NAIROBI, Kenya — The killing of Osama bin Laden by United Sates special forces in Pakistan sends shockwaves through all the Al Qaeda-affiliated groups and Islamist extremists that have proliferated across Africa in recent years.
Several African groups have been inspired by bin Laden’s Al Qaeda including Somalia’s Al Shabaab, Al Qaeda in the Islamic Magreb, which operates in the deserts of Algeria, Mali, Mauritania and Niger, the Libyan Islamic Fighting Group, as well as radical Islamist groups like Nigeria’s Boko Haram and Tanzania’s Ansar Sunnah.
Bin Laden’s death is a blow to those groups but he exerted neither command nor control over Africa’s Al Qaeda franchises, which operate autonomously in plotting attacks, raising funds and recruiting foot soldiers. Their activities are unlikely to be affected.
The roots of Al Qaeda and Bin Laden’s involvement in Africa are deep and spread wide. The dual bombings of U.S. embassies in Nairobi and Dar es Salaam in August 1998 killed hundreds of people announcing Al Qaeda’s existence in bloody style to an unsuspecting world.
On Monday, as news filtered out of bin Laden’s death, a crowd began to gather at the former embassy site in downtown Nairobi. Kenya’s Prime Minister was among the first world leaders to welcome the killing.
"Kenyans are happy and thank the U.S. people, the Pakistani people and everybody else who managed to kill Osama,” Raila Odinga told the Reuters news agency.
President Mwai Kibaki called bin Laden’s death, “an act of justice to those Kenyans who lost their lives and the many more who suffered injuries.”
After the embassy bombings in 1998, Al Qaeda attacked the USS Cole in the Gulf of Aden killing 17 American sailors in October 2000. These early suicide attacks presaged those of September 11, 2001, in New York.
After 9/11 Al Qaeda once again struck in Kenya in November 2002 with the suicide bombing of an Israeli-owned hotel in the Kenyan tourist city of Mombasa that killed 15. At the same time there was a botched attempt to shoot down an Israeli passenger jet in Mombasa.
Al Qaeda and bin Laden’s activities in the Horn of Africa may extend as far back as 1993, his interest beginning in 1991 soon after he moved to Khartoum, Sudan, where President Omar al-Bashir offered him protection, according to a cache of intelligence documents declassified as part of the Harmony Project, an anti-terrorism research initiative at West Point military academy.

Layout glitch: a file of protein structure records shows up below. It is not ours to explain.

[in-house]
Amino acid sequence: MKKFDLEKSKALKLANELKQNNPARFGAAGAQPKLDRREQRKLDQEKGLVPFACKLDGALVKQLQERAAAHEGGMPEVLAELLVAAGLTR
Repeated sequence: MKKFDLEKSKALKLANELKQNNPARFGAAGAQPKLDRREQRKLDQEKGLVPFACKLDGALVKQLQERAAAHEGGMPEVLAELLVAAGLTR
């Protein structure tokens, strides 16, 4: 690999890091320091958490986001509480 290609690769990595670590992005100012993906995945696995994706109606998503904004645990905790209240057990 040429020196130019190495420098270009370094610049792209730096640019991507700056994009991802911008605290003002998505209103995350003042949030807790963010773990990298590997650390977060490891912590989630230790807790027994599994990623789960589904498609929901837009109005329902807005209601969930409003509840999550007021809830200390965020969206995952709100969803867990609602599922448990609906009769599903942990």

Fazul Abdullah Mohamed, currently regarded as East Africa’s Al Qaeda head following the assassination of Saleh Ali Nabhan in September 2009, was reportedly operating in Mogadishu during the Black Hawk Down incident of 1993 in which 18 U.S. Army Rangers died.
Fazul is now believed to be the top commander in Al Shabaab, training suicide bombers like the ones who blew themselves up in Kampala, Uganda, in July last year killing more than 70 football fans who were watching the World Cup Finals.
The Kampala bombings were Al Shabaab’s first strike outside Somalia. Kenyan security services are now concerned the group might launch new attacks in revenge for bin Laden’s death.
Washington designated Al Shabaab a terrorist organization in February 2008 and three months later a cruise missile strike killed its leader Aden Hashi Ayro, an influential ideologue and military tactician. He was quickly replaced by Ahmed Abdi Godane, who ordered a series of suicide bombings in Somaliland — his homeland — in October that year.
It was not until February last year that Al Shabaab officially declared its allegiance to Al Qaeda, joining the list of worldwide Al Qaeda affiliates.
With dozens of American citizens of Somali origin known to have travelled to Somalia to join Al Shabaab, the Somali Islamist group remains a worrying threat to the U.S. and other western interests.